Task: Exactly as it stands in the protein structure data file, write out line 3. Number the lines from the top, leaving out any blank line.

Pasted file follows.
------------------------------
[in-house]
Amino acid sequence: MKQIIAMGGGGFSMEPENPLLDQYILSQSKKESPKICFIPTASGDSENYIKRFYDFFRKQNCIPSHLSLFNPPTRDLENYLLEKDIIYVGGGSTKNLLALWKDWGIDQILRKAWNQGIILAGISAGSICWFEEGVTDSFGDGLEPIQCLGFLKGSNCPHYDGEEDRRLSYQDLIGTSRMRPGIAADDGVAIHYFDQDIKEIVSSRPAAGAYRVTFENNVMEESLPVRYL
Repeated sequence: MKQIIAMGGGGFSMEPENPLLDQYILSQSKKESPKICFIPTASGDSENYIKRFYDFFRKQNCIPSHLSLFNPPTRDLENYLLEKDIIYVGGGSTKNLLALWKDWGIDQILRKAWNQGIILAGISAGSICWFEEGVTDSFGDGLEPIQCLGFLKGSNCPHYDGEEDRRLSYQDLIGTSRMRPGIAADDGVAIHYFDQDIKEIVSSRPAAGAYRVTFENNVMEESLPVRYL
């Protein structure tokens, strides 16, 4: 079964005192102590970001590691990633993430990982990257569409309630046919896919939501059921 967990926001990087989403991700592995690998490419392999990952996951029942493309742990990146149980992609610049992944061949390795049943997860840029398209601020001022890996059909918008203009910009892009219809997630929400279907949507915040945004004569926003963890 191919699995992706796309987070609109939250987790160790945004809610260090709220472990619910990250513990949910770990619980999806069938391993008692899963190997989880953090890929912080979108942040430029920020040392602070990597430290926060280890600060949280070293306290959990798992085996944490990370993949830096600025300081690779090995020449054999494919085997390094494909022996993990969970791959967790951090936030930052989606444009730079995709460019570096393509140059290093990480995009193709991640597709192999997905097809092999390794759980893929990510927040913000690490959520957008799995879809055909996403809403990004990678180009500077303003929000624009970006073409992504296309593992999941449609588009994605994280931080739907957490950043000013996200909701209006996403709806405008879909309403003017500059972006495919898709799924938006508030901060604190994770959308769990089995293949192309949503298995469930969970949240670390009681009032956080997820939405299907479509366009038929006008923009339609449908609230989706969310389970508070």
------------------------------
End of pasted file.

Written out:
Repeated sequence: MKQIIAMGGGGFSMEPENPLLDQYILSQSKKESPKICFIPTASGDSENYIKRFYDFFRKQNCIPSHLSLFNPPTRDLENYLLEKDIIYVGGGSTKNLLALWKDWGIDQILRKAWNQGIILAGISAGSICWFEEGVTDSFGDGLEPIQCLGFLKGSNCPHYDGEEDRRLSYQDLIGTSRMRPGIAADDGVAIHYFDQDIKEIVSSRPAAGAYRVTFENNVMEESLPVRYL